How Candice Got Her Groove Back In Nova Scotia
I lost my job two days before my birthday, in July. I mourned while floating around in five inches of water in a Disney princess inflatable pool, fueled by beer and self-pity. On a whim I bought a flight to Halifax to crash with my friend for a few weeks. There were no jobs, why not look elsewhere?
I had barely seen my own corner of Canada. As a form of consolation, my good friend Doug offered me a free night’s stay at the upscale Des Barres Manor in Guysborough, a rural part of Nova Scotia I had never been. A girl like me loves pretending to be classy.
My friend Cailin and I left bright and early on a Tuesday morning, taking the scenic route along the east coast. We paused at Martinique Beach, dipped our toes into the Atlantic and saluted the clear sky. On the road, rural Nova Scotia crept up on us. Signs apparently placed at random by the side of the road announcing “CLUBHOUSE SANDWICH” and “FRIED PEPPERONI” eventually led us to a tiny take-out joint, closed for the season. We peered into the antique shop next door, searching for treasure. I really wanted the fried pepperoni; Cailin wanted the vintage Ronald McDonald poster.
We kept veering off course. After five hours being in the car, we became giddy and delusional. Our GPS kept lying to us, and we drifted onto unpaved roads. We took a sunny stroll along Tor Bay Beach, tossing sand into the air and whirling under the prospect of a three-course meal awaiting us at the end of the journey.
Eventually, we made it. The Des Barres Manor is a fully restored, historical B&B erected in 1837 for Supreme Court Justice W.F. DesBarres. It stands out among the other homes, a sharp monarch, set on a sprawling lawn and fitted with a large deck. As soon as you enter the front door, you take in the sheer amount of space. Every detail is meant to impress. The floral wallpaper, the framed antique maps, the oak furniture. DesBarres liked to indulge.
Supper was at 6 p.m., we had time to kill. I found my room, squealed over its size and made a mental note to pocket the shampoo and body wash. Then I rolled around on the bed, stroked the antique typewriter, and struck a pose in the mirror. It was like a preparation ritual. My old life felt far behind.
Our supper was paired with wine, which suited us just fine. We had tomato bisque with an old-fashioned dumpling and dry wine, followed by grilled salmon with mango compote, garlic roasted fingerlings and veggies, paired with rose wine. I still don’t know what most of those descriptions mean. For dessert, there was banana bread pudding, and more wine. I even ate the flowers which garnished our dishes. I’m told they were edible.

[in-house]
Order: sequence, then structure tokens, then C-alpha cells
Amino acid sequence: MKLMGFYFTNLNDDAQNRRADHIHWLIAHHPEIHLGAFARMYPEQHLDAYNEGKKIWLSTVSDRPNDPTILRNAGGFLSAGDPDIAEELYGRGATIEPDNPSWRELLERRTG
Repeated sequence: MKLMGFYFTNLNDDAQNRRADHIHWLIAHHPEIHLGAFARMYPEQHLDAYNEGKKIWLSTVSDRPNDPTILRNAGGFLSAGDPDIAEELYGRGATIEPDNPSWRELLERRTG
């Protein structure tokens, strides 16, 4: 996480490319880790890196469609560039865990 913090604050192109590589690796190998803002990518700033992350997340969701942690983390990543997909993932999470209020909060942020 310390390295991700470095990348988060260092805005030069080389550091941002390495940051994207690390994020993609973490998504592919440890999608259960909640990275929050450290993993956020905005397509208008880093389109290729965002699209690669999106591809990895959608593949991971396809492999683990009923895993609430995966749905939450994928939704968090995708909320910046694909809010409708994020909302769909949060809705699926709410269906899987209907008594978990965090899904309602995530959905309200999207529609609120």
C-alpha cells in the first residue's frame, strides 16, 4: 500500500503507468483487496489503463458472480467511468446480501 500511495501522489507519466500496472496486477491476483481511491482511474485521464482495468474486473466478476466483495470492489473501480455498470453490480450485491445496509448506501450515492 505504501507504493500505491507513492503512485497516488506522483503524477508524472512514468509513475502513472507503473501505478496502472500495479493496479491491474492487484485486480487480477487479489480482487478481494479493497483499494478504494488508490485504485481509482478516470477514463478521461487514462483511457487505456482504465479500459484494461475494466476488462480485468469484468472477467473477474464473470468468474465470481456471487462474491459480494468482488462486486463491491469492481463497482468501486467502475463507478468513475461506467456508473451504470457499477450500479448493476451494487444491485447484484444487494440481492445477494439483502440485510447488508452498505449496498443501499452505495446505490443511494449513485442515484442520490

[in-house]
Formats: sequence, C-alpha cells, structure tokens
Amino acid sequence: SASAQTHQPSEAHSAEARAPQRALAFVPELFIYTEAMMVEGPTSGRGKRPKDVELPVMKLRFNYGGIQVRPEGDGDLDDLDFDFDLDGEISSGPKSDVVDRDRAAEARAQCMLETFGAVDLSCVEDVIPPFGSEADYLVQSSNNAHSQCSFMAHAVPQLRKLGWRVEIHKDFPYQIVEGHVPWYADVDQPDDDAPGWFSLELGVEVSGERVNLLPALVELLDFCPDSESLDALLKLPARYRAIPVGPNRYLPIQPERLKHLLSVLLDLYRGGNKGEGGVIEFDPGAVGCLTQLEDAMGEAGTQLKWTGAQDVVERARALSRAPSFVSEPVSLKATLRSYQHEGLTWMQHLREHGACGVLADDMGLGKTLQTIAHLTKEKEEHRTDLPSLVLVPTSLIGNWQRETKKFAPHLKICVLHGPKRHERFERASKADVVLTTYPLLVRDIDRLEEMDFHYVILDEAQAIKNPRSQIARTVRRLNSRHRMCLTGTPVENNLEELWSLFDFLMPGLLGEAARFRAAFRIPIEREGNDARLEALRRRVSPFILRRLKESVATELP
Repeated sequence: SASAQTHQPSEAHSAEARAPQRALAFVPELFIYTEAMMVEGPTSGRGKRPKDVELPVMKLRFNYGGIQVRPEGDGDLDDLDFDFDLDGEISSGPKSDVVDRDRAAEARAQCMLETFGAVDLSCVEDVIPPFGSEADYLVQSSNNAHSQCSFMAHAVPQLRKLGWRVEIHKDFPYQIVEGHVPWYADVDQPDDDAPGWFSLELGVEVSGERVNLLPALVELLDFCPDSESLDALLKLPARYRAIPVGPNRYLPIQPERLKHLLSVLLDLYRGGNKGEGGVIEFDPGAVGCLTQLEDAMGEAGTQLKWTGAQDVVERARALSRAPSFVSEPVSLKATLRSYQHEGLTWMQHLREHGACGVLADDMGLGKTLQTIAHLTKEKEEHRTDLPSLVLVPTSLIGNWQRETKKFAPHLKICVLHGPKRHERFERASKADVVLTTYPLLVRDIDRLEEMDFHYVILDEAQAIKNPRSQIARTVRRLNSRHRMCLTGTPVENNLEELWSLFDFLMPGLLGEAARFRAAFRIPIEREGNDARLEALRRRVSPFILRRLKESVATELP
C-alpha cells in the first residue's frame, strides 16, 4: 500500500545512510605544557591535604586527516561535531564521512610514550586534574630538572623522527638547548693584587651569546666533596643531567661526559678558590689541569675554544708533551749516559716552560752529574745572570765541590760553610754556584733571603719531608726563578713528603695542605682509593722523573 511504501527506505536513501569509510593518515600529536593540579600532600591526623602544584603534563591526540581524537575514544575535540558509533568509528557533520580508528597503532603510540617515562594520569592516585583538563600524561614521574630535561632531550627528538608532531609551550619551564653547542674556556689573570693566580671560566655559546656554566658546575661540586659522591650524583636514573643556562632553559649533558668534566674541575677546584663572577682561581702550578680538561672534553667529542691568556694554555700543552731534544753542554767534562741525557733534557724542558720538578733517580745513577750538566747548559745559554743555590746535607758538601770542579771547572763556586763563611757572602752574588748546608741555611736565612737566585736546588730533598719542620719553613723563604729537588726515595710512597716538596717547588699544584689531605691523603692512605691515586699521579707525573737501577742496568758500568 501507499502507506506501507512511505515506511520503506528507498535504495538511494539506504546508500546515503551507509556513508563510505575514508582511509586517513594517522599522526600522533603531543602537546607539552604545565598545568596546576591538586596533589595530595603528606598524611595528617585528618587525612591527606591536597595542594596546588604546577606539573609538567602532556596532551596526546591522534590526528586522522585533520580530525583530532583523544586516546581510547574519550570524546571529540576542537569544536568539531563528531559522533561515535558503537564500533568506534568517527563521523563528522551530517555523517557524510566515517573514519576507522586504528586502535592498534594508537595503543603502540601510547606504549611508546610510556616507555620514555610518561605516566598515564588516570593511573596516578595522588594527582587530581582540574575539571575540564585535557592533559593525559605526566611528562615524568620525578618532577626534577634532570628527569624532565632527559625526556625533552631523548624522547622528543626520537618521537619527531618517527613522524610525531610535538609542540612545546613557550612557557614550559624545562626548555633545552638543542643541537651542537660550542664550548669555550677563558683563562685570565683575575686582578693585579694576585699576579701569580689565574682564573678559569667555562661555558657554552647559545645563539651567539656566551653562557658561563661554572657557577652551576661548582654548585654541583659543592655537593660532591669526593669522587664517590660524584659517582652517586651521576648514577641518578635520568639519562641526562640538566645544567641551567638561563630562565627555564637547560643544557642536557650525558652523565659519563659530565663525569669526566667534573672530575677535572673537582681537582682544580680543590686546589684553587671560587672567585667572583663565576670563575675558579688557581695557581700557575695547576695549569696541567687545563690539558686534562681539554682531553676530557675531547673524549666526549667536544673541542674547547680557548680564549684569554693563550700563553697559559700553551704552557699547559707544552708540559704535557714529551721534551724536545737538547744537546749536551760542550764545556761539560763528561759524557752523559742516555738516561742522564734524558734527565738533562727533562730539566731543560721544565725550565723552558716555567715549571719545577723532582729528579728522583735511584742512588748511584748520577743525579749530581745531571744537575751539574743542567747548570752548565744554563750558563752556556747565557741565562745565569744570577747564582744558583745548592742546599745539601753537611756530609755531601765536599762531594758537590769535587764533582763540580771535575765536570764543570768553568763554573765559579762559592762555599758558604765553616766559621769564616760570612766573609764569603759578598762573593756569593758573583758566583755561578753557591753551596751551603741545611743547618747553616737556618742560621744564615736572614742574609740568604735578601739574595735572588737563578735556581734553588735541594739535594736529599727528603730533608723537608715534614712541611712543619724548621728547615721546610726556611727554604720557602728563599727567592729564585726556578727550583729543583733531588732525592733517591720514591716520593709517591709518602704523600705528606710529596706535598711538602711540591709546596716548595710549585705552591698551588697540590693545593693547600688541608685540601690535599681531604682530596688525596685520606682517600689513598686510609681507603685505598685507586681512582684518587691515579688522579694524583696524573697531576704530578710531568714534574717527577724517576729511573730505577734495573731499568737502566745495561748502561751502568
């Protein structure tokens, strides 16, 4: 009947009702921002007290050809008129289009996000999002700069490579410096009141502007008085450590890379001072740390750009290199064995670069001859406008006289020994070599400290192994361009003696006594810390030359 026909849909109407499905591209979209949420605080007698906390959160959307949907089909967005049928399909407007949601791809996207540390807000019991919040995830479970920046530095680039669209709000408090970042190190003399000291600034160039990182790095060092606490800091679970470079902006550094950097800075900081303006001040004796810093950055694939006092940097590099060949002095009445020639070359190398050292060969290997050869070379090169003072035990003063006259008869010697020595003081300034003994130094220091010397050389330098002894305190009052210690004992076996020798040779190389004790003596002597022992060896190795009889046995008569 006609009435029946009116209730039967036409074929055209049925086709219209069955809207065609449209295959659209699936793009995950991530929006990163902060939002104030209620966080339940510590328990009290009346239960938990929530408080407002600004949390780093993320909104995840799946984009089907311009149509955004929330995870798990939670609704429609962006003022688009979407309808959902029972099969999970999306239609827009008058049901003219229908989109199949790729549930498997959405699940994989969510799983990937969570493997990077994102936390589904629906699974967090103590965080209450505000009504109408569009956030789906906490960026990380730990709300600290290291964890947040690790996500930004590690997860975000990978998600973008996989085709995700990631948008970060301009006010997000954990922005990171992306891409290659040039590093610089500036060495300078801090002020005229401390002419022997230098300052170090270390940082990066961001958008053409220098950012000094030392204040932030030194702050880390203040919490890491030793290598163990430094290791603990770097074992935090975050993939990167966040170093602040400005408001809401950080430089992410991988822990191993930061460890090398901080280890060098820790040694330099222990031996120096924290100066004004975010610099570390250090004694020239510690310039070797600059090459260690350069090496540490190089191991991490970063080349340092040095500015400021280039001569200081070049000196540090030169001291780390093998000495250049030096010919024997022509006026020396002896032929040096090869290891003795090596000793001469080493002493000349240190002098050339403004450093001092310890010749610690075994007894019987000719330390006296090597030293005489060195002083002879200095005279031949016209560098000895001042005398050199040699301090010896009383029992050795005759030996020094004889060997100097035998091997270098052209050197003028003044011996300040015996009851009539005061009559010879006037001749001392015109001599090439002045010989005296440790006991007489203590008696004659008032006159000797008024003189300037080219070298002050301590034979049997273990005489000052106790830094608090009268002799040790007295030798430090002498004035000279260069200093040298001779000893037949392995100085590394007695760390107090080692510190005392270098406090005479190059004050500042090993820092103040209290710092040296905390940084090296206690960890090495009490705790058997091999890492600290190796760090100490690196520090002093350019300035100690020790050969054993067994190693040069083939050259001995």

The wine left us a little tipsy. We wandered into the parlor, a cozy space filled with more floral designs, bright chandeliers and, my favorite, a fully stocked bar. We bought beers and played a round of board games. Our only company was an elderly couple who quietly observed our Tic-Tac-Toe turned drinking game, while Cailin and I shook fists at each other and cursed under our breaths. When I showed up at the kitchen with an ice bucket for our beers, the hostess quietly took the bucket from my hand and replaced it with a much bigger one.
I appreciate good customer service.
We ducked out of the manor later to take a stroll through Guysborough. There wasn’t a sound to be heard, no traffic on the streets. We passed the Rare Bird Pub, also closed for the season, with its huge deserted deck. I’m told this is the hot spot during the summer, with live music and live dancing. We directed our way to the dock instead, laying near the boats with our hands behind our heads and trying to locate the stupid Little Dipper. We only found personal vessels with brilliant names like “Dis Is It!” and “Frayed Knot.”
I went back to my room and made a pillow and blanket fort, spread out my limbs in the 600-thread-count sheets and considered spending my lifesavings on a set from the gift shop. I slept better than I had in years, waking before breakfast to go for a run. The morning was perfect, Chedebucto Bay was still and blue. People standing by the side of the road chatted to their friends in vehicles. I dodged vicious dogs and wheezed my way up a hill.
At the Osprey Shores Golf Resort, an oceanfront resort, we went off-roading in some golf carts. I don’t play golf, I can’t wrap my head around the “tees” and the clubs and the culture. We carefully avoided other players and strolled along the beach instead, parked our cart at the dock in Mussel Cove to soak up some sun. The remains of summer freedom, the healing of the open road.
Somewhere between expensive bed sheets and edible flowers, I stopped mourning.
By Candice Walsh
About the Author
Candice is a travel writer and blogger currently stationed in St. John’s, Newfoundland. When she’s not shooting whiskey and hitting on men, she’s eating nachos and dreaming about her next big adventure. Check out her blog, Candice Does the World.
Published on February 21, 2011